( M. P. — Michael Phillips; G. W. — Glenn Whipp; K. T. — Kenneth Turan; R. M. — Roger Moore; S. L. — Sheri Linden)
Mainlining Tchaikovsky’s “Swan Lake” ballet score like a drug addict, this film pushes Nina (Natalie Portman), a Manhattan ballerina devoted to her craft, to the brink of insanity and then a couple of subway stops beyond. Director Darren Aronofsky’s film is with her all the way. Portman’s performance as the dying swan is formidable in its nerve-racking expressivity. It is, in fact, a racked nerve, personified. This is Aronofsky’s most interesting film to date, and there’s not a more exciting fairy tale for grownups in theaters right now. R (strong sexual content, disturbing violent images, language and some drug use). 1:50. 3 1/2 stars. — M.P.
Grammy Award-winning country superstar Kelly Canter (Gwyneth Paltrow) goes out on a comeback tour after a dramatic flameout in Dallas involving alcohol and pills and a miscarriage. Complete with her hard-driving husband/manager James (Tim McGraw), her lover and rehab sponsor Beau (Garrett Hedlund) and up-and-comer with secrets Chiles (Leighton Meester), this film delivers drama with a heavy hand. It’s well acted, but the script is beyond predictable, and it’s hard to fully buy what happens backstage, before and after the singing. PG-13 (thematic elements involving alcohol abuse and sexual content). 1:51. 2 stars. — M.P.
Unexpectedly sour, “The Dilemma” barely qualifies as a comedy. Vince Vaughn and co-star Kevin James play Ronny and Nick, best pals and business partners in Chicago. Ronny is dating a chef (Jennifer Connelly). Nick, insecure and ulcer-prone, is married to live wire Geneva (Winona Ryder) whom Vaughn’s character, Ronny, once slept with in college. By accident, Ronny spies Geneva making out with an apparent paramour (Channing Tatum). What to do about it? The film has an extreme identity crisis, and it’s hard even to track the intentions of a given scene. PG-13 (mature thematic elements involving sexual content). 1:58. 2 stars. — M.P.
The Green Hornet
Britt Reid (Seth Rogen) is the playboy son of a newspaper baron (Tom Wilkinson) who dies by bee sting, leaving Britt in charge. Because he has nothing better to do, he teams up with one of his father’s employees (Jay Chou) to become the Green Hornet, aided by faithful, patronized sidekick Kato. While cleaning up the scuzzy drug trade and racking up a surprisingly violent body count, the duo do battle with the villain played by Christoph Waltz. All in all, not too successful. PG-13 (sequences of violent action, language, sensuality and drug content). 1:48. 2 stars. — M.P.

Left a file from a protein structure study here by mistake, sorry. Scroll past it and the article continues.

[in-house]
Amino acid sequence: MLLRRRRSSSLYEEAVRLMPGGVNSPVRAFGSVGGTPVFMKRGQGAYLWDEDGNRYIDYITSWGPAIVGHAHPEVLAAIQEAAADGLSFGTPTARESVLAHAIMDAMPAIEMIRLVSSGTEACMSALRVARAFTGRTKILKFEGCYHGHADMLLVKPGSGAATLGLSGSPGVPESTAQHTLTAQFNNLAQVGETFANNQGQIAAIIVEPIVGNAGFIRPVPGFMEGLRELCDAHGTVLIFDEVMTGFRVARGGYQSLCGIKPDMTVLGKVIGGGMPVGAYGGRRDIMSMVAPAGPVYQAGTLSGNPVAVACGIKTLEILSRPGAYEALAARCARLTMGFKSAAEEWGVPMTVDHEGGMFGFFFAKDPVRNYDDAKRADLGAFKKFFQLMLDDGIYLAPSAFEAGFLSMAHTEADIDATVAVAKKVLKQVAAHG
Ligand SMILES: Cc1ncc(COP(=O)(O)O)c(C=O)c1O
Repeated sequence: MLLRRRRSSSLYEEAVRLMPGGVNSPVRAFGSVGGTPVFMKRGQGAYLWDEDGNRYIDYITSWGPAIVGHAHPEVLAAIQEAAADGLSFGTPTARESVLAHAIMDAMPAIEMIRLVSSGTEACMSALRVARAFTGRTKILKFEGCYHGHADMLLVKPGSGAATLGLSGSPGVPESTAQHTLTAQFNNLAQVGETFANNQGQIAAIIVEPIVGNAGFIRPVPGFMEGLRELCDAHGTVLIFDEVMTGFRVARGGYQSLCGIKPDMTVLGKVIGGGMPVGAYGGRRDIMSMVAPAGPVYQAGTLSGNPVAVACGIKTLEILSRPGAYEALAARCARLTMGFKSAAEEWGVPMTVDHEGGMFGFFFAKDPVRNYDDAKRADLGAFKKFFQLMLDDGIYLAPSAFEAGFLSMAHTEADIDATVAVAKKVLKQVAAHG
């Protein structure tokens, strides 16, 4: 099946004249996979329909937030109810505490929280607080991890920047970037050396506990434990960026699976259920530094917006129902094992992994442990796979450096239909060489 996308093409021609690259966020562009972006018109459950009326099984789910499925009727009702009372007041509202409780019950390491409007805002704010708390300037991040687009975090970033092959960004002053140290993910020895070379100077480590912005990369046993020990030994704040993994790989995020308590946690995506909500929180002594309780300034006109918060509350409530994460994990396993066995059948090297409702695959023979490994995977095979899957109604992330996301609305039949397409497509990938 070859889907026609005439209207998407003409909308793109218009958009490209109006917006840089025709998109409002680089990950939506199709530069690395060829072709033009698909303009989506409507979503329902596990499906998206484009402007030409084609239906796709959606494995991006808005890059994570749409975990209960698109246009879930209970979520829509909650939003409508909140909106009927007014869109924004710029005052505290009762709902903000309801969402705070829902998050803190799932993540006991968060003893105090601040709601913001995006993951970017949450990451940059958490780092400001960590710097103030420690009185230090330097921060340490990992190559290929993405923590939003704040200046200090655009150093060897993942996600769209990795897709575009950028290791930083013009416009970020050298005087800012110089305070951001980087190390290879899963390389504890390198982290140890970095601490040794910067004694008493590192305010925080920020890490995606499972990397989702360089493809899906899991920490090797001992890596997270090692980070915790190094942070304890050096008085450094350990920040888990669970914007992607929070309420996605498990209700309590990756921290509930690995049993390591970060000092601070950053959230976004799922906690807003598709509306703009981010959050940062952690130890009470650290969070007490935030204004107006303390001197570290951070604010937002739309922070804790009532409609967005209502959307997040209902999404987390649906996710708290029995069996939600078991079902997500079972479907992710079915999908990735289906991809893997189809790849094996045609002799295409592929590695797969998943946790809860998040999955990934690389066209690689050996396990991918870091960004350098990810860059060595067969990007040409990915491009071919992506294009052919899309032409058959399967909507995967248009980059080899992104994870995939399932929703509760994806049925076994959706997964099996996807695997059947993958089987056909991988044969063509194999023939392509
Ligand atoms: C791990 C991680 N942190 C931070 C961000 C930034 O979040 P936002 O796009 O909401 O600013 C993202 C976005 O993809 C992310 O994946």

This film bashes its way through a series of adventures in scale, ego and moderate amusement, existing primarily for set pieces such as Lemuel Gulliver (Jack Black) leading the Lilliputians and their enemies, the Blefuscians, in a chorus of “War (What Is It Good For?).” The cast is enjoyable, with Jason Segel (as Gulliver’s lil’ pal, Horatio) and Emily Blunt (the local princess). Some of this is pretty funny, and some of it isn’t. I didn’t love it, but I liked it. PG (brief rude humor, mild language and action). 1:25. 2 1/2 stars. — M.P.
This remake restores all the grit removed in the first version, the 1969 John Wayne film based on the Charles Portis novel. In 1870s Arkansas and what was then known as Indian Territory, 14-year-old Mattie Ross guides an Old Testament eye-for-an-eye search for her father’s killer. Jeff Bridges plays one-eyed Civil War veteran Rooster Cogburn well, and Hailee Steinfeld is a real find as Mattie. The supporting cast and the usual Coen wit and cinematography are impressive. Coen brothers’ craft this strong should not be taken for granted or missed. PG-13 (intense sequences of western violence, disturbing images). 2:06. 3 stars. — M.P.